By Aryeh Weinberg, Institute for Jewish & Community Research
September 7, 2012
The past month has seen a great deal of activity in California regarding anti-Semitism on college campuses. The University of California Jewish Student Campus Climate Fact-Finding Team issued a report detailing the results of investigatory visits to six UC campuses, including eight recommendations for reform. This report was followed by the passing of California Assembly HR35, recognizing extensive documentation of hostility toward Jewish students over the past decade and urging more decisive action by UC administrators. Neither report is binding and the University of California has stated that it will not support the recommendations.
Not surprisingly, the sticking points in both reports are recommendations that the UC believes infringe upon free speech. The UC fact-finding team calls for a “hate-speech free campus policy,” while HR35 urges administrators to ensure no “public resources will be allowed to be used for anti-Semitic or any intolerant agitation.” Concerns over the recommendations are vociferously seconded by the Foundation for Individual Rights in Education (FIRE), a first amendment legal defense organization with a strong record of litigation against university speech codes and restrictions. Moreover, diversity of opinion within the Jewish student community, as stated in the UC report multiple times, complicates any efforts to protect Jews on campus since it is no secret that some Jewish students may be actively involved in anti-Israel activities that are cited as a primary forum for anti-Semitic expression and intimidation of Jewish students. Some of these Jewish students have spoken out against the findings.
Is the UC rejection of key recommendations a loss for advocates of campus reform? In short, no. The recommendations are, in fact, not the most important aspects of either the fact-finding report or HR35. The findings of the UC report are extensive, reasoned and accurate. They detail an underlying sense of isolation and unfair treatment of Jewish concerns on campus while recognizing the diversity of opinion among Jewish students. HR35 recognizes and affirms the most important governmental statements, findings and resolutions, both within the US government and abroad, including Institute for Jewish & Community Research testimony in front of the US Commission on Civil Rights. The most important and valuable contributions from the UC report and Assembly resolution is the affirmation of the problem of campus anti-Semitism as well as recognition of the need for ameliorative action.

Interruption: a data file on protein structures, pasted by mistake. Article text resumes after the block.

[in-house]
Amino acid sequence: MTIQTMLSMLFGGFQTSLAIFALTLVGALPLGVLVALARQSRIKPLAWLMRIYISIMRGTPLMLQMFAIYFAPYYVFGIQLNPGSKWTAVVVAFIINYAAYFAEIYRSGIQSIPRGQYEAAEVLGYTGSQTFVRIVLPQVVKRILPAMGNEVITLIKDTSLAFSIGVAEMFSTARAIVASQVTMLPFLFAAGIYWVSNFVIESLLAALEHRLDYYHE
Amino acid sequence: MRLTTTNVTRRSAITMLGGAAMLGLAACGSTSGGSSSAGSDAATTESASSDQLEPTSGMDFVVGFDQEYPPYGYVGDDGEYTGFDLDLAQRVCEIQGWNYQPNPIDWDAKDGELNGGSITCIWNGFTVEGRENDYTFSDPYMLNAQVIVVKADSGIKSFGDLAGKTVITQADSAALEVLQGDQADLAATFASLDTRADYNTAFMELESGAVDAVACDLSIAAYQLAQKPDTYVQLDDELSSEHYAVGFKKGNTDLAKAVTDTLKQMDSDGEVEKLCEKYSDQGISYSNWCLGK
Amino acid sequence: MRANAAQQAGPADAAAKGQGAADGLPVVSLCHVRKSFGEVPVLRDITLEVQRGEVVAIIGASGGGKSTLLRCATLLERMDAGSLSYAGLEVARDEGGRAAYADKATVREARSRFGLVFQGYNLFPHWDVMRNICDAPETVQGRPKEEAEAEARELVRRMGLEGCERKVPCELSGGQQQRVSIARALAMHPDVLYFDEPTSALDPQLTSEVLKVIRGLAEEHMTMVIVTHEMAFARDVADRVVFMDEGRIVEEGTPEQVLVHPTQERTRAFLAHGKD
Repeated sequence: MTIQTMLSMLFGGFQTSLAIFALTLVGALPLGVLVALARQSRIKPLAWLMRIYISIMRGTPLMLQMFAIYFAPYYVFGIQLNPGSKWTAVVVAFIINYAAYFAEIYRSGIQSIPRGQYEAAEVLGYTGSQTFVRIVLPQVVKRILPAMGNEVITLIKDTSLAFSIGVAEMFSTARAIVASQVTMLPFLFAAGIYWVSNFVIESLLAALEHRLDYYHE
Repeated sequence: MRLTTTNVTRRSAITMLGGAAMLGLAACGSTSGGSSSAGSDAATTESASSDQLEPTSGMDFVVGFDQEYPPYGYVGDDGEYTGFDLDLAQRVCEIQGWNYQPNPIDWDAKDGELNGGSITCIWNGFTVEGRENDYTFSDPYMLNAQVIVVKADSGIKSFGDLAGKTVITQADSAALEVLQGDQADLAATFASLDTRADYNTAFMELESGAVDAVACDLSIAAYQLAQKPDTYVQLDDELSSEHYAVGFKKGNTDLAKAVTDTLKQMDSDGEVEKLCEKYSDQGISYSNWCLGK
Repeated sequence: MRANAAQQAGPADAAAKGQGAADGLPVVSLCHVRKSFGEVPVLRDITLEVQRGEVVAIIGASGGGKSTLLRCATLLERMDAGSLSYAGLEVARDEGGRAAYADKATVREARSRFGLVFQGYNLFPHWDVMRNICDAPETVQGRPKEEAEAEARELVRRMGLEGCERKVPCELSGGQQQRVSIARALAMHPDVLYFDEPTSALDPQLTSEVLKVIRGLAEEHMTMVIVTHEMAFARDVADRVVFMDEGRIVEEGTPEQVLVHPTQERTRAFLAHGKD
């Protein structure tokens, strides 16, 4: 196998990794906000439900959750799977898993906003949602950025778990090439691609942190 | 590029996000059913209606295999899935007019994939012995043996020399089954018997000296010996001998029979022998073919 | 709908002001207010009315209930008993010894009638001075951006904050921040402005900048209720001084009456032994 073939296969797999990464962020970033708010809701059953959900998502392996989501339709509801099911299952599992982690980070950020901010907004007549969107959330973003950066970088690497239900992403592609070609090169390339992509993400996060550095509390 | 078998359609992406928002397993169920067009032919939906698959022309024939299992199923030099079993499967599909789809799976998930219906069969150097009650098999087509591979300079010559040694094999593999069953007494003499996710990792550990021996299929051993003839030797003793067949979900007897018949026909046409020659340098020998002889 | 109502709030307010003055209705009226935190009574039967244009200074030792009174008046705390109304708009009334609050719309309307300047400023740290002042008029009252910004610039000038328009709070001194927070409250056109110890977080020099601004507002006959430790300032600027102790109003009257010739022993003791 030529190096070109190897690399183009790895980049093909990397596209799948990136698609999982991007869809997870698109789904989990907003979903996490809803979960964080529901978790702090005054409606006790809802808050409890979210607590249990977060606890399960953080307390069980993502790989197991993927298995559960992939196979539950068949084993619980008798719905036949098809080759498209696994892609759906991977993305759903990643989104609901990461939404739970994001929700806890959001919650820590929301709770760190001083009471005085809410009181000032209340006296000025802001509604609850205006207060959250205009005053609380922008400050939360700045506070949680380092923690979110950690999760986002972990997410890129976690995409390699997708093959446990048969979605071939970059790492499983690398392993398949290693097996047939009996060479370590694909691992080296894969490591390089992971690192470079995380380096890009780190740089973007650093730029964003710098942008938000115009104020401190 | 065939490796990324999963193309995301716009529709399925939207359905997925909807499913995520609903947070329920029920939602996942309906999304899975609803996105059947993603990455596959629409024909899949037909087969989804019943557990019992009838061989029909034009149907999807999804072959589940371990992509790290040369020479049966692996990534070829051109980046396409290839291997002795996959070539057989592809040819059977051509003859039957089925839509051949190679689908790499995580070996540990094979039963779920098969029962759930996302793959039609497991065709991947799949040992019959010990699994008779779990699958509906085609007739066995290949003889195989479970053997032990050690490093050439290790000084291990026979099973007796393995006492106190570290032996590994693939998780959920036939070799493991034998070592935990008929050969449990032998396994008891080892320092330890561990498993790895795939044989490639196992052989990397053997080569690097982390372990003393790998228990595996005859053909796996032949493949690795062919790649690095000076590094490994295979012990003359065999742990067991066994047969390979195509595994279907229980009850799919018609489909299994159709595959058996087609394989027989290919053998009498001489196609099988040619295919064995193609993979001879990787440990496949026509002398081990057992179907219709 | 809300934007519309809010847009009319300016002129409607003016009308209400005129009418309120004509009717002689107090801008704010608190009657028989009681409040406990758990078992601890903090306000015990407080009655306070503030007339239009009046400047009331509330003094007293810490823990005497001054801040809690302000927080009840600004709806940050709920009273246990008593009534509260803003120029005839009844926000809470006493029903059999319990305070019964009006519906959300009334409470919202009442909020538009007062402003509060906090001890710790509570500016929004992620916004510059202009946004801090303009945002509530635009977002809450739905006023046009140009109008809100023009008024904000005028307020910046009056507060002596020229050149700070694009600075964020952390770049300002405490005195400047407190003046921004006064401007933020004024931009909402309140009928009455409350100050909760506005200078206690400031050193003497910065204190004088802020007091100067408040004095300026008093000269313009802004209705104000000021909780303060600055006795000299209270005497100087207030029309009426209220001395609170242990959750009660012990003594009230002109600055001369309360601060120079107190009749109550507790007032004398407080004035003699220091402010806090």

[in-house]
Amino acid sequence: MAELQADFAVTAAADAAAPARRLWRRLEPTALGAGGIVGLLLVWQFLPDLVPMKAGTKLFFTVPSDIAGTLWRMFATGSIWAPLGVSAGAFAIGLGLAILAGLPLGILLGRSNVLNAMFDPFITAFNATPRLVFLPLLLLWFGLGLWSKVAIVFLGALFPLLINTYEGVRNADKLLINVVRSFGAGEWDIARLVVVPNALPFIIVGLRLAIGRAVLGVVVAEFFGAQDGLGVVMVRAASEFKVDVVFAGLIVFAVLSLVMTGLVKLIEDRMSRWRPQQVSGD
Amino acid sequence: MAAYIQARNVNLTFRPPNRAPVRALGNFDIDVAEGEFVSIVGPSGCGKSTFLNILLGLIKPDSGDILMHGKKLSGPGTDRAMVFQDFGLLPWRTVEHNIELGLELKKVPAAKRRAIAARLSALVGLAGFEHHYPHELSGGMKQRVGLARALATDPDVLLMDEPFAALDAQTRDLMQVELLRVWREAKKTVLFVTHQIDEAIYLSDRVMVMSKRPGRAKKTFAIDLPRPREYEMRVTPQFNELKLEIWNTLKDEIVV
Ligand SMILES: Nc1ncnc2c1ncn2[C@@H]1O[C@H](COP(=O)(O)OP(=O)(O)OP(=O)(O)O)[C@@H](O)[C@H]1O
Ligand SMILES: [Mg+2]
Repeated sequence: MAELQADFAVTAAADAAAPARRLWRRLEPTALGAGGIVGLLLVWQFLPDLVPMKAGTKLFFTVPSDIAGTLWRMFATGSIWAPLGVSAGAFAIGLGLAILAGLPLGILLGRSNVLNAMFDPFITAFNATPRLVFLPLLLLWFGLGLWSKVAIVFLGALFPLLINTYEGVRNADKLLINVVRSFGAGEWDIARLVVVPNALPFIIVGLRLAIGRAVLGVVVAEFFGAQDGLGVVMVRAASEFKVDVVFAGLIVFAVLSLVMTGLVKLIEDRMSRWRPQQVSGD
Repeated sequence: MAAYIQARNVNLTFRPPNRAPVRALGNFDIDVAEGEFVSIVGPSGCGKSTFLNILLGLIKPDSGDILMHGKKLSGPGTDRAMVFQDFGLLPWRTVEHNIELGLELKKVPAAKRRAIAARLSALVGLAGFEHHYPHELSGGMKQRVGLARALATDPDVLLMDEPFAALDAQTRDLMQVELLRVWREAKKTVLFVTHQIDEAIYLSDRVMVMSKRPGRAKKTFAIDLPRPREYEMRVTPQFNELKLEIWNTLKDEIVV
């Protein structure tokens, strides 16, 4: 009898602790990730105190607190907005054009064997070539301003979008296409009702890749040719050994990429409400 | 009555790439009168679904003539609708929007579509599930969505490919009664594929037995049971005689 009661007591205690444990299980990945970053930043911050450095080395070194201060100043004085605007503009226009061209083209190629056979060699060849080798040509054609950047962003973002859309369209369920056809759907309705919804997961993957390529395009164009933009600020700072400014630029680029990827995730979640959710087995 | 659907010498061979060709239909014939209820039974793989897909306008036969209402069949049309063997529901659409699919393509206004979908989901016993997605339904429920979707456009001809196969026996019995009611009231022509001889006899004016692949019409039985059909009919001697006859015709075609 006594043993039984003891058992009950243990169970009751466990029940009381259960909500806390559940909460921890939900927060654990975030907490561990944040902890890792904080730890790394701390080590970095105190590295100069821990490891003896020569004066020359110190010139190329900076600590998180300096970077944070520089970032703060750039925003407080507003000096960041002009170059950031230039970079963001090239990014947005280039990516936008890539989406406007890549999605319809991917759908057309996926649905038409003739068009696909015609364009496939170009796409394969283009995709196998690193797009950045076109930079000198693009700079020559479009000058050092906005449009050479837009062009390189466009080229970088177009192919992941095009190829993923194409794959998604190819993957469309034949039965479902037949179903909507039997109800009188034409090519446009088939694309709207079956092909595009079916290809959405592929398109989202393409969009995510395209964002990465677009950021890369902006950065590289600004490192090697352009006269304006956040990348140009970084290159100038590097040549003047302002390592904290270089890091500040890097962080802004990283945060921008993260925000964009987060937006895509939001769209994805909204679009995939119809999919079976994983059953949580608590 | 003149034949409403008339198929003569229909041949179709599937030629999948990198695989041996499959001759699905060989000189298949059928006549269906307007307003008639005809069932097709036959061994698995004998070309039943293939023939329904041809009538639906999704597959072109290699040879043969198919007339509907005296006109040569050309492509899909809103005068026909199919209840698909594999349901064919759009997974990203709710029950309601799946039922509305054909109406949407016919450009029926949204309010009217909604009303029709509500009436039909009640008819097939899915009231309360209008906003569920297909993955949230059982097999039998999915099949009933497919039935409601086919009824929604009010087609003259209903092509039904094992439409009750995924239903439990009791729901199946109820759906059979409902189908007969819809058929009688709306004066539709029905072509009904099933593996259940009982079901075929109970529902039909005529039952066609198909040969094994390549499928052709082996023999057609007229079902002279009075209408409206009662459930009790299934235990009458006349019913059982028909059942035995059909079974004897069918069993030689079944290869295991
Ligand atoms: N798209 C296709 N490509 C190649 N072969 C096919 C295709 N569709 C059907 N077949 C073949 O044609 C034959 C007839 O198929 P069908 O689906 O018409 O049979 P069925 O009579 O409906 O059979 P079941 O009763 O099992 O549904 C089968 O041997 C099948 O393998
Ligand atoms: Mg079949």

As much as it may seem to hinder the options available to the Jewish community, bans on “hate-speech” and restrictions on public funding for “any intolerant agitation” are just as likely, if not more, to be wielded against pro-Israel advocates as they would anti-Israel activists. The UC fact-finding team found that the main problems facing Jewish students are a sense of isolation, double standards and more generally, a lack of support from other segments of the campus community. IJCR research offered similar findings in Alone on the Quad, which reported that over 40% of Jewish students are aware of anti-Semitism on their campus but that few non-Jewish students shared their concerns over anti-Jewish bias.
In contrast, IJCR research showed that a broad spectrum of student groups shared concerns over anti-Christian bias with Christians and over anti-Muslim bias with Muslims. Jewish students are largely alone on campus in the fight against anti-Semitism. Given this scenario, it is likely that the interpretation of what constitutes “hate-speech” and “intolerant agitation” will reflect the concerns of the majority of students who do not recognize anti-Semitism on campus, rather than the minority of Jewish students who do. In this scenario, as FIRE warns, the group intended to be protected may actually be harmed.
The primary problem is not a lack of ability on the part of university administrators, but the reluctance to take a clear stand. The pressure is increasing on administrators to use the many tools already available to them to curtail intolerance and hostility on campuses. The fight against campus anti-Semitism is not about absolute wins, or a quick fix. It is about upholding norms against intolerance and demanding leadership. When the university rejects a recommendation, or even when a legal case is dismissed, these do not represent losses. The goal is to continually ratchet up the pressure on administrators until rejection of anti-Semitism is as second nature to administrators as rejection of racism, sexism and homophobia. Universities do a sufficient job on those fronts with their current structures and, to a certain degree, recommending new policies to combat anti-Semitism validates the excuse that they do not have the capability to confront it now. They certainly do and they should not be let off the hook so easy.